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Is Singapore the innovation hub of legal education?

Updated: Feb 22, 2022

Written by: Zoe Adlam

Joe Green/Unsplash

A comparison between law and technology undergraduate law modules in Singapore and England & Wales

The firing shots are ringing out across the legal profession – technology will shake up the profession and it is not going anywhere. The warning to legal education is clear: it must keep up. One way for it to do so is by introducing Law and Technology modules into the undergraduate curriculum. Yet, introduction is one thing, innovation is another. As such, this essay will seek to answer, via a comparison of Singapore and England & Wales’s law and technology modules, whether Singapore is the innovation hub of legal education. The background to this being an overview of undergraduate law in Singapore and England & Wales respectively and defining what ‘innovation hub’ and ‘law and technology modules’ are. This is coupled with a comparison between the two jurisdictions, concluding that Singapore is an innovation hub of legal education in respect of Law and Technology modules.

When is a country considered to be an ‘innovation hub’ of legal education?

For the sake of this essay, it is important to detail what the definition of an ‘innovation hub’ is because this is the yardstick upon which the Law and Technology modules available in Singapore and England & Wales will be assessed upon.

It is important to note that ‘innovation’ itself has a ‘significant number of definitions’,[1] each of which depends upon the context being applied to. Here it refers to developments made to the content and curriculum of law modules focusing on technology. In addition, such developments should be a topic of continuous discussions in a place for it to be an ‘innovation hub’, gradually advancing further in law and technology.

What are ‘Law and Technology modules’?

‘Law and Technology modules’ are undergraduate law modules offered as part of an LLB programme. While there is no specification of what the content of these modules must be, it should generally include the impact of technology on law, either in its making, exercise, or on the profession. Evidently, this module should not only discuss this issue in abstract, but should also incorporate how it influences specific aspects of law. This is because both the abstract and specific impacts are broad enough to encompass the variety of perspectives there are about law and technology, and since this area is still in its infancy, it provides a huge capacity for development and refinement.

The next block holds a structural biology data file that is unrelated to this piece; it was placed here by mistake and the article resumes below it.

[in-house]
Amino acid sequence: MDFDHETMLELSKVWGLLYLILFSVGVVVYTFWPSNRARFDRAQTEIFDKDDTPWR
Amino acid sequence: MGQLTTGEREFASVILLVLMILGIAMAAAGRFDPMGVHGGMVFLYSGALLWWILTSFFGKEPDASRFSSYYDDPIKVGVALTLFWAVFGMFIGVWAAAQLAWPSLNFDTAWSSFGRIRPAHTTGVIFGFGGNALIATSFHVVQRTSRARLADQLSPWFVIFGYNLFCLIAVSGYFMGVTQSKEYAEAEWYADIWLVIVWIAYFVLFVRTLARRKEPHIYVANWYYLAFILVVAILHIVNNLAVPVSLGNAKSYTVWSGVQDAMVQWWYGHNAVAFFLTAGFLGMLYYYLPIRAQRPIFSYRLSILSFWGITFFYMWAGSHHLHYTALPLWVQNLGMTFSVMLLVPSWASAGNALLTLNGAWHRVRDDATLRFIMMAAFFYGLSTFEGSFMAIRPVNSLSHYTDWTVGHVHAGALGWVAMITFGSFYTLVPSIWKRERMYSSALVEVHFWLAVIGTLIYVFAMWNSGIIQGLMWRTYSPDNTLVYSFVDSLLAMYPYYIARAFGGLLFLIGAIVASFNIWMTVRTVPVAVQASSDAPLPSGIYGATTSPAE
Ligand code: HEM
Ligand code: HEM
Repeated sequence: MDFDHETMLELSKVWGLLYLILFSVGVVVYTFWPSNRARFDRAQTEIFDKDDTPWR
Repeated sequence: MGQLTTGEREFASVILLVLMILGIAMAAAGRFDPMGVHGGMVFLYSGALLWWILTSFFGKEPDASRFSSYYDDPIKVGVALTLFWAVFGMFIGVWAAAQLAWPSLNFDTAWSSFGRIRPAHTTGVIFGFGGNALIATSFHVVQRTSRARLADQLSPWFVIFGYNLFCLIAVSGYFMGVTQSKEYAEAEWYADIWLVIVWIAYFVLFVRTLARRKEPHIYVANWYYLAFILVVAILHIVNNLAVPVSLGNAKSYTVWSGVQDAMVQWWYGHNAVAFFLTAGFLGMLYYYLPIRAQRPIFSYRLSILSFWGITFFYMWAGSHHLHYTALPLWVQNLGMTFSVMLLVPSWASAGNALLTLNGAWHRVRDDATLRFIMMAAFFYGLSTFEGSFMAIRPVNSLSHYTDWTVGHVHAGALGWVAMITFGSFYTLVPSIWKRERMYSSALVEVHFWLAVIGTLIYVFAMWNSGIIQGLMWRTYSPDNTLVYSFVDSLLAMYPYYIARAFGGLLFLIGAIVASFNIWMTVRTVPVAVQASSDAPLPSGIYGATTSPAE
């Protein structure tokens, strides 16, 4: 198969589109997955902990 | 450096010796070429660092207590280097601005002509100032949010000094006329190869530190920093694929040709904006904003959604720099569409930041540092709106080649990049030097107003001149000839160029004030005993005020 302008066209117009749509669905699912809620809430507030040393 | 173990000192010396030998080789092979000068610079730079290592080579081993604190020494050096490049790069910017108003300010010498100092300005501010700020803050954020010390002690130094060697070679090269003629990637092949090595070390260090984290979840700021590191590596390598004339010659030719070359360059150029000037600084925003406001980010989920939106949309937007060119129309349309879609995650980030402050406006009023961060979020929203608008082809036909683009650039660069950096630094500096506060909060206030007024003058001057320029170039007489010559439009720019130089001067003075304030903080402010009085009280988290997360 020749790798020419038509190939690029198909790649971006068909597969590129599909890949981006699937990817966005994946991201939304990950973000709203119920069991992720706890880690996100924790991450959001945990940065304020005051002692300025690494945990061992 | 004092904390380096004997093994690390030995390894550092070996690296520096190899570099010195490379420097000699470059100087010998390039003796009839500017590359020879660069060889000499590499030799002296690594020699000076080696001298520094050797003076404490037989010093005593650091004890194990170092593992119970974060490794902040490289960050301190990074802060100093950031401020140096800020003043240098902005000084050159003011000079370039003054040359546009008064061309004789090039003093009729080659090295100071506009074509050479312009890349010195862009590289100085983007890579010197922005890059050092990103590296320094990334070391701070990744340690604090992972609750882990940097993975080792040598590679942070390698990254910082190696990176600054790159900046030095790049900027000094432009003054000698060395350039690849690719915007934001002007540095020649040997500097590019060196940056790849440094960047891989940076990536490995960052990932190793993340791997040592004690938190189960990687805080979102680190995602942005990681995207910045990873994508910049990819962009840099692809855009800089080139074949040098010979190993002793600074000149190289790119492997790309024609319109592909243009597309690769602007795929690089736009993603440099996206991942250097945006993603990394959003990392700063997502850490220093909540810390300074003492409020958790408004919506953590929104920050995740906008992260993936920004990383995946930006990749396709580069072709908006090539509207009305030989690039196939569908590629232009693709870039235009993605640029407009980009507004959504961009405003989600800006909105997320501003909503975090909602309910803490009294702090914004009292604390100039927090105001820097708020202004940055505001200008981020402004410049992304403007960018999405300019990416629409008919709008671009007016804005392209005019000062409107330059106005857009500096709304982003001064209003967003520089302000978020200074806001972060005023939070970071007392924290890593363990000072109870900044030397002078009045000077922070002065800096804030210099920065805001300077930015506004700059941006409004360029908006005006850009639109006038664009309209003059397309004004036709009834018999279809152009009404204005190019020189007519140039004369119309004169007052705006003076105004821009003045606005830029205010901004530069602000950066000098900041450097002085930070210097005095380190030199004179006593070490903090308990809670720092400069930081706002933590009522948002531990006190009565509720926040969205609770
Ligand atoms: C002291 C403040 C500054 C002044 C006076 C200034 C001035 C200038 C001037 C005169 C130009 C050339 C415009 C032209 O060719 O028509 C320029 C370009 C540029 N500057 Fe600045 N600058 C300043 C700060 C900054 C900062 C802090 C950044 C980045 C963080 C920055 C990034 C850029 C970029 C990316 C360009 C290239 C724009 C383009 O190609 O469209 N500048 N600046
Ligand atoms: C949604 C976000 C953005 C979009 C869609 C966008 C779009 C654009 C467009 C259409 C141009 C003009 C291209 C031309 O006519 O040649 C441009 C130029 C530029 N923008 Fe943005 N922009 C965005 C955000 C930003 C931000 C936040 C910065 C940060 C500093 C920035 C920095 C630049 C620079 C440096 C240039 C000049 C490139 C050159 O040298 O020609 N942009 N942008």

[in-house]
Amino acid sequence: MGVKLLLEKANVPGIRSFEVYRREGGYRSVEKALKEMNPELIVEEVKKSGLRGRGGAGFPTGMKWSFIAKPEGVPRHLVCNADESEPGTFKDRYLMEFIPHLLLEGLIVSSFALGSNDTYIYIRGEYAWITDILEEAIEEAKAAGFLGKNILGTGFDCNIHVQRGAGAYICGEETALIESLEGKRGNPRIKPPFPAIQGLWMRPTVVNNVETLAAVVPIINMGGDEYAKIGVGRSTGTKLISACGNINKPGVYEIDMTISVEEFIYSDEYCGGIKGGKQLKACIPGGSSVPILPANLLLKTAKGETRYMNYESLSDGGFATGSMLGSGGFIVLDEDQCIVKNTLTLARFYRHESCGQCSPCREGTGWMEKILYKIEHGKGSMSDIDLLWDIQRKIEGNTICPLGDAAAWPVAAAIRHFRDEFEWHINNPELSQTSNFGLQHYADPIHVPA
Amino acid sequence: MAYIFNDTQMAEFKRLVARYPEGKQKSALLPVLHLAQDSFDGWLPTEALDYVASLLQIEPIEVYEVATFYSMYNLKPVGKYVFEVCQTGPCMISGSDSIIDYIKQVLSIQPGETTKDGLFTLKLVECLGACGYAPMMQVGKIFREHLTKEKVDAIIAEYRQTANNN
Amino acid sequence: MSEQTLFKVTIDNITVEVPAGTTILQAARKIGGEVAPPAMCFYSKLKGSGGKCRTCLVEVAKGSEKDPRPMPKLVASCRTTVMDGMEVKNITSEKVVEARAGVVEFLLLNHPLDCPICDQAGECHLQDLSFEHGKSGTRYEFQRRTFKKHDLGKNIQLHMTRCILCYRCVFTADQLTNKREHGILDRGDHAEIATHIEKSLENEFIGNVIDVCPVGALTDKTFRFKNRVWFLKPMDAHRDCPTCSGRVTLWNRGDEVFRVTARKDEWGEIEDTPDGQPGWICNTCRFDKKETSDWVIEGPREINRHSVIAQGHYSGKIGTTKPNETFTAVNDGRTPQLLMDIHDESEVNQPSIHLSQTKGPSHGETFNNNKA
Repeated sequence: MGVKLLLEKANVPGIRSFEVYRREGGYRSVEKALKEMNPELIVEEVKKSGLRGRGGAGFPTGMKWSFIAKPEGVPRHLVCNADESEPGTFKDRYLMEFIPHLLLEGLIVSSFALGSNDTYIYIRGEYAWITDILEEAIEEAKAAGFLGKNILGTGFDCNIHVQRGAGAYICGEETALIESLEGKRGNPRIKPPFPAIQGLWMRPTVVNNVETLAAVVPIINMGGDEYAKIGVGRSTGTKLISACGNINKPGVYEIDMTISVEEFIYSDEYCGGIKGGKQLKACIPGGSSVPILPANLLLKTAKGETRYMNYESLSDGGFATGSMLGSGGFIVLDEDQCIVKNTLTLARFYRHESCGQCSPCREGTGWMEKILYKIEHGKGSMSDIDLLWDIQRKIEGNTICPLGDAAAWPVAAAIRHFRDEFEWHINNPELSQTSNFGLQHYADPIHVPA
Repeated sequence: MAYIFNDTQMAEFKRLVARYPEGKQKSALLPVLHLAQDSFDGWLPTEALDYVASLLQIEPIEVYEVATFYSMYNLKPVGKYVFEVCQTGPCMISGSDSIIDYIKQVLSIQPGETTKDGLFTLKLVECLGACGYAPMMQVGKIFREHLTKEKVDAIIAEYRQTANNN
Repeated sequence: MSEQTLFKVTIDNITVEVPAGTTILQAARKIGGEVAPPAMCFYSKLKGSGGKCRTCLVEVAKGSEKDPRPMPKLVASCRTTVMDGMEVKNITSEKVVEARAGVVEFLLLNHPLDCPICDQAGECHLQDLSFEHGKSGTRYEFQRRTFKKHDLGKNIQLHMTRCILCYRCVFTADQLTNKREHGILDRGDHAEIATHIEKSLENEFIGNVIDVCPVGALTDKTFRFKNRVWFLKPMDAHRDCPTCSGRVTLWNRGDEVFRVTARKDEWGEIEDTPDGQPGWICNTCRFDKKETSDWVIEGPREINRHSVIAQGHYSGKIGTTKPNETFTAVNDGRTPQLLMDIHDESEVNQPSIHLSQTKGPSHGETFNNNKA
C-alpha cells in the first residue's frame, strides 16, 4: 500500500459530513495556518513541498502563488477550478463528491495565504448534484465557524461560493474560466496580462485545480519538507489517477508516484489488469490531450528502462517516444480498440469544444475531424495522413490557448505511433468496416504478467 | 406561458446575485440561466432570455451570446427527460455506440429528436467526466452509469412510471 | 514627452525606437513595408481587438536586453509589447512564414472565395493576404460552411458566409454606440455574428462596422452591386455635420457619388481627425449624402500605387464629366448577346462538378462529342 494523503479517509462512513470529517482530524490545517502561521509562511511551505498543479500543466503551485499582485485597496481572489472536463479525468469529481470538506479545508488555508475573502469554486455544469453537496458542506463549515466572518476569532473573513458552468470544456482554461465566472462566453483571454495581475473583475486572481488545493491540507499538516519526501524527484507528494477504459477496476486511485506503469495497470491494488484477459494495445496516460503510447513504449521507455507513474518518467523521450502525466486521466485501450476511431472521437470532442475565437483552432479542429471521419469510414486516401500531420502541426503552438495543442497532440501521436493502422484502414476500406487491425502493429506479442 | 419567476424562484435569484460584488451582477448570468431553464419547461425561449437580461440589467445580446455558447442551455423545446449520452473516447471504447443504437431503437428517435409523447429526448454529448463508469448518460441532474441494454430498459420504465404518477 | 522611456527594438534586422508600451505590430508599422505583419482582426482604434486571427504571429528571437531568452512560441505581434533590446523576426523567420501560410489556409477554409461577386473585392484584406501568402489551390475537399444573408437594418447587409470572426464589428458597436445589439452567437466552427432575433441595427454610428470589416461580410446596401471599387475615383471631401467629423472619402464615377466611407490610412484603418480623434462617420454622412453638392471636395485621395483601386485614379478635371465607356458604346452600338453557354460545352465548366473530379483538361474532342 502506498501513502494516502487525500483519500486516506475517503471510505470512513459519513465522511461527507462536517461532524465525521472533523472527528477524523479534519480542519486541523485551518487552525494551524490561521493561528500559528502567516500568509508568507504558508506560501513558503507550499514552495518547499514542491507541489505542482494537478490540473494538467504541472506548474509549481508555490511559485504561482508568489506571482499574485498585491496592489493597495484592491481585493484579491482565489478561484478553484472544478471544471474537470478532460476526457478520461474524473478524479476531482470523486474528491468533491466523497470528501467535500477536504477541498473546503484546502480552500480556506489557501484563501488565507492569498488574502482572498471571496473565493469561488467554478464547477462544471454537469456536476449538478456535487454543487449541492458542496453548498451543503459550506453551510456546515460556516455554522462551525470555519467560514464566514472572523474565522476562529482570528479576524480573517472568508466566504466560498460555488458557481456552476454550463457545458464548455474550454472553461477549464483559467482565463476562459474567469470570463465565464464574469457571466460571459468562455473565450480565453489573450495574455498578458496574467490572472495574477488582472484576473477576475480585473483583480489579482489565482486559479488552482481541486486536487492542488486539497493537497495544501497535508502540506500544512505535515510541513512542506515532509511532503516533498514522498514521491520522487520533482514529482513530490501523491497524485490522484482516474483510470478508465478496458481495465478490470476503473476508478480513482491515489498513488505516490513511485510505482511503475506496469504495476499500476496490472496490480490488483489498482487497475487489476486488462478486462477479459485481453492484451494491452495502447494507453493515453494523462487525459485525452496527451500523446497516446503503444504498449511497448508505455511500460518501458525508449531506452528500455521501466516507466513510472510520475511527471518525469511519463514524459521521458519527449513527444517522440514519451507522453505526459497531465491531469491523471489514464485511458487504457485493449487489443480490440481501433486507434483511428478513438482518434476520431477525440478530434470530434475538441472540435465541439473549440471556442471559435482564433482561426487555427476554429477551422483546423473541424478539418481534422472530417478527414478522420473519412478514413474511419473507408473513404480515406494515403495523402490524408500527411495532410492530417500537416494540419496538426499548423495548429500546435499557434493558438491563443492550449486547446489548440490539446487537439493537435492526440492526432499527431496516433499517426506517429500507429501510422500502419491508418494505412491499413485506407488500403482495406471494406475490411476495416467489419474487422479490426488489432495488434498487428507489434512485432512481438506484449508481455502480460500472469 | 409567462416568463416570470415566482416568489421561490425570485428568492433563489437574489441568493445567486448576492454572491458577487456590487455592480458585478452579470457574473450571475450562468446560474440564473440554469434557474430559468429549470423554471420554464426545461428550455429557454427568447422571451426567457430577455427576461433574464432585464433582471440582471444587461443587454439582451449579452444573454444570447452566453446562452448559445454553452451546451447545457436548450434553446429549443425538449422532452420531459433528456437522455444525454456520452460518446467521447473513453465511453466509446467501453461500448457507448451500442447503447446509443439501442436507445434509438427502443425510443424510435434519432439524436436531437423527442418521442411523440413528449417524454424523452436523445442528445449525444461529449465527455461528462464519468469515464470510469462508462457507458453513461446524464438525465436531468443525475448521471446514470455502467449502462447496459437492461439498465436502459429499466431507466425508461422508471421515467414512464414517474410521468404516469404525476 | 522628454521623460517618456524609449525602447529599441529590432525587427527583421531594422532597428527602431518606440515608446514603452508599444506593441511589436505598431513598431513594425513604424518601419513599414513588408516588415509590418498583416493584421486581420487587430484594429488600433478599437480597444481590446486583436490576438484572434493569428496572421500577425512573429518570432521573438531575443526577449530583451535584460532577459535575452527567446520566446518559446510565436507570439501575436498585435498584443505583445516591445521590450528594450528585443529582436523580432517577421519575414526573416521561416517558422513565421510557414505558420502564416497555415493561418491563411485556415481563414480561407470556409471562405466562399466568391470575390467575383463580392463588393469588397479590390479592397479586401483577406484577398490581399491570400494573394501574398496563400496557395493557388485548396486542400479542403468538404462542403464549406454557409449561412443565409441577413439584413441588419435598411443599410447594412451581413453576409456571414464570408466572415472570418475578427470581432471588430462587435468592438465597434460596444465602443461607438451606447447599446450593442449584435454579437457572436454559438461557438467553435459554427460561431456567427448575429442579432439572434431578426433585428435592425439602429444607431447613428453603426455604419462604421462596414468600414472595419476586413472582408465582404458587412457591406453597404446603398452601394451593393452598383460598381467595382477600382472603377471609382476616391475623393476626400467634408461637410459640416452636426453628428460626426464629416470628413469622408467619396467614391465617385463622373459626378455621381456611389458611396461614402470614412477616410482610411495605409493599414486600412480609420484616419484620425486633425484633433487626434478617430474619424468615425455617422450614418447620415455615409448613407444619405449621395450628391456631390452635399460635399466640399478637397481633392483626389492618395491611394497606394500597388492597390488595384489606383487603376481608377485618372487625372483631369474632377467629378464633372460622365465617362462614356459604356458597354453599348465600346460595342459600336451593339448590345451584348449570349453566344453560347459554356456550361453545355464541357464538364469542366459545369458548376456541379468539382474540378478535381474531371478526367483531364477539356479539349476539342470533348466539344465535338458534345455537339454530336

Undergraduate Law in Singapore and in England & Wales

In Singapore and England & Wales, LLBs are treated as a steppingstone to practice in law, meaning they are composed of a mixture of compulsory and non-compulsory modules.[2] To graduate with a qualifying degree in England & Wales, students must study criminal, tort, trusts, EU, public, contract, and land law.[3] Similarly in Singapore, compulsory modules include an introductory course to legal studies, criminal, contract, tort, land, and trusts law.[4] As such, LLBs in Singapore and England & Wales have a relatively similar curriculum structure and students can opt from a range of elective modules according to their interests in the latter years of study.

Despite the similarities, the number of institutions offering LLBs in each country is vastly different. Singapore has three primary law degree providers - the National University of Singapore (NUS), the Singapore Management University (SMU) and the Singapore University of Social Sciences (SUSS).[5] Comparatively, in England & Wales, undergraduate law extends far beyond three institutions. For example, twenty English & Welsh members of the Russell Group offer LLBs. This is without the many red-brick and ex-polytechnic universities which also offer the course. This difference provides a wide spectrum to draw comparisons between Singapore and England & Wales in order to deduce whether Singapore is an ‘innovation hub’ of legal education and this will be discussed below.

Law and Technology Modules in Singapore

To reach a conclusion, it is necessary to have an overview of the themes around Law and Technology modules taught in Singapore and England & Wales as it provides the thematic basis for comparing the two jurisdictions. We will first look into Singapore, and then England & Wales.

Within Singapore, there is a broader cultural climate that law and technology is something which needs to be taught. This is evidenced by recent comments from Chief Justice Sundaresh Menon who explained that ‘[t]he intersection between law and technology will be a particularly rich area for new developments, making it necessary to have a different approach to legal education ‘to better prepare lawyers for the challenges brought by the tide of technology.’[6] Equally, Singapore’s media has also contributed to this discussion in a series of articles about the need for teaching law and technology.[7] By having two crucial stakeholders making comments on this issue, it demonstrates that Singapore could possibly meet the definition of an innovation hub because of this ongoing engagement on this issue.